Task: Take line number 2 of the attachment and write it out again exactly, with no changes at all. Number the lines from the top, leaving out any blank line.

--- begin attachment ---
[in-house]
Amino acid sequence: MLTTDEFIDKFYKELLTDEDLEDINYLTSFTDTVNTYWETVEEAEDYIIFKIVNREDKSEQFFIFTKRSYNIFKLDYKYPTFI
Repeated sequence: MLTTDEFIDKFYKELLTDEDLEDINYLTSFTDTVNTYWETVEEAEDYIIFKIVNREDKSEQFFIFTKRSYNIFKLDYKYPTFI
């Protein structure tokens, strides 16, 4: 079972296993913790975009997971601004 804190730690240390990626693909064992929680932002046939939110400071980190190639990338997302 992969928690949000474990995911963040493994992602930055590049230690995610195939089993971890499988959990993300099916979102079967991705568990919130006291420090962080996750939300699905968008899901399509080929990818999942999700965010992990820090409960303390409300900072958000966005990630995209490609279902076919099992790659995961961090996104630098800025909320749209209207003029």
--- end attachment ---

Amino acid sequence: MLTTDEFIDKFYKELLTDEDLEDINYLTSFTDTVNTYWETVEEAEDYIIFKIVNREDKSEQFFIFTKRSYNIFKLDYKYPTFI